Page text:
nissan.cube.3.2009

And now we have a car payment, our insurance is gonna go up, and the pressure is REALLY on for Relished Artistry to be a success.

Today, I go to the Museum of Art with my dear friend Robin Roberts.  She has passes, and we’ve enjoyed our experiences there together in the past, so I’m gonna have a good, inspiring, art-filled day!  Sack lunch in Balboa Park, time with friends–what more can a person ask for?  It’s gonna be sunny, breezy, and my heart will be stimulated and motivated!  I’m taking Baked Beans and Hotdogs, cuz that’s comfort food I haven’t had in years.  : )

Tonight, I dive into my next project–another coat made out of velveteen this time–a smaller size because I don’t have much fabric left.  Then back to the stretch-knit tops!  I’m considering pushing the medieval, illuminated manuscript look just to see what that does.  But I know that the Museum of Art has some wonderful examples of Hindu art that I’ve seen before, and that intrigues me as well.  We’ll see.

p3

Live life with Relish!

Weekend Shmeekend

So today is Saturday, and I’m spending time at the computer starting to develop a community for my blog, and eventually my Etsy sight when I finally get it started. I’m going back and looking at all the blogs I’ve subscribed to, and following as many links as I can from those websites to others that may be interesting to me…
I am actually subscribing to more blogs… … I can’t keep up with what I’ve already got! There are so many! And they’re all so good! Many of them have craft projects, or record new and upcoming events and craft shows that each blogger is getting ready to attempt. I am discovering that there are actually different “types” of blogs that I am recognizing…
One is the “Professional Crafter” blog. These are the ones that sell items, books, and outline projects. Many of them are either just starting out, or they are very well established in the biz, like The Crafty Chica.
Another category is the “Journaling Crafter” blog. These are bloggers that record their normal everyday ins-and-outs of their families and adventures and their crafting. Many of them share stories of their personal lives, like Angry Chicken.
Still others are “Cataloging Crafters”, where the bulk of their blogs are about sharing things they have discovered that are really eye-catching for them, and could serve to inspire others. So they are full of links to juicy and thought-provoking stuff! Like one of my favorite blogs ever, Dude Craft.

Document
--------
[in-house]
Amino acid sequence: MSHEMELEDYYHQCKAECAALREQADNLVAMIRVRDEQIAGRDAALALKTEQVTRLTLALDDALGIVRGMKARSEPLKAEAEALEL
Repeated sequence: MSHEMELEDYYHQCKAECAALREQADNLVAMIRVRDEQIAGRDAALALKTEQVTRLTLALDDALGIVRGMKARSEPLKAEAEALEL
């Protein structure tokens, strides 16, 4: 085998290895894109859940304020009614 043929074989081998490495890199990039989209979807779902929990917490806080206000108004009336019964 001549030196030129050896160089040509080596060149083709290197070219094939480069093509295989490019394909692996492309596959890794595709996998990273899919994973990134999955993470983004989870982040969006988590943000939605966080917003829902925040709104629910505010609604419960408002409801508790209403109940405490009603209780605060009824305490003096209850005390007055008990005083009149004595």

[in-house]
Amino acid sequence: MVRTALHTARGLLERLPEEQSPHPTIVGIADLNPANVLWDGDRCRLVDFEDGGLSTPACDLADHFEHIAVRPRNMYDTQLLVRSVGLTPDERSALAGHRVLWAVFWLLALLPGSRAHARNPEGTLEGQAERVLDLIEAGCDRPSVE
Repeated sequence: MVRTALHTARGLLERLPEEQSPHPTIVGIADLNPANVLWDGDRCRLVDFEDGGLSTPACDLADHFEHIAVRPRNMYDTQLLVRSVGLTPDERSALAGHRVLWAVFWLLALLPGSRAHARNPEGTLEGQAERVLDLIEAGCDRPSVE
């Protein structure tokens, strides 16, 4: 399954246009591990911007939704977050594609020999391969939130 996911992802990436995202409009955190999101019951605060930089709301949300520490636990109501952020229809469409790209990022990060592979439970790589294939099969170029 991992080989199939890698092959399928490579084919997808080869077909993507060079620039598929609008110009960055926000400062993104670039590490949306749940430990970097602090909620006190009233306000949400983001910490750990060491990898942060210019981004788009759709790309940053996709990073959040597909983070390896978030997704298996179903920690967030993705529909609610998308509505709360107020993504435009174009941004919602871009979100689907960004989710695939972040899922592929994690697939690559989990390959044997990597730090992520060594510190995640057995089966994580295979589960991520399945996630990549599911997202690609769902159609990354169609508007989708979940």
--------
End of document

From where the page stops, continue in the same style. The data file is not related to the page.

It’s important to realize that none of the blogs that I’ve found out there easily and clearly fit into any of these categories. And incidentally, these also have the three ingredients that Alyson Stanfield of Artbizblog.com says are necessary for a good blog in the first place: being Informative, Inspiring, and Entertaining.
So that’s what I’m doing today, and let me tell you there are way too many really cool things out there to explore. I am going to try to center my efforts on the “business” side of art/crafts, so hopefully I’ll have a lot to share in my next post.
Until then, an update on my current projects: I trashed the grey, 1950s-inspired jacket, and remade it out of black velveteen, which was the right choice. I found some really cool black “fur” for the cuffs, and I’m incorporating a silk scarf into the coat that will create a beautiful soft bow over the center front closure. I think it’s going to be quite striking with the 1950’s-inspired brushwork all over the surface. I’m excited! Almost done! Here’s a preview!
Until then–live life with relish!

So today is Saturday, and I’m spending time at the computer starting to develop a community for my blog, and eventually my Etsy sight when I finally get it started. I’m going back and looking at all the blogs I’ve subscribed to, and following as many links as I can from those websites to others that may be interesting to me…

I am actually subscribing to more blogs… … I can’t keep up with what I’ve already got! There are so many! And they’re all so good! Many of them have craft projects, or record new and upcoming events and craft shows that each blogger is getting ready to attempt. I am discovering that there are actually different “types” of blogs that I am recognizing…

One is the “Professional Crafter” blog. These are the ones that sell items, books, and outline projects. Many of them are either just starting out, or they are very well established in the biz, like The Crafty Chica.

Another category is the “Journaling Crafter” blog. These are bloggers that record their normal everyday ins-and-outs of their families and adventures and their crafting. Many of them share stories of their personal lives, like Angry Chicken.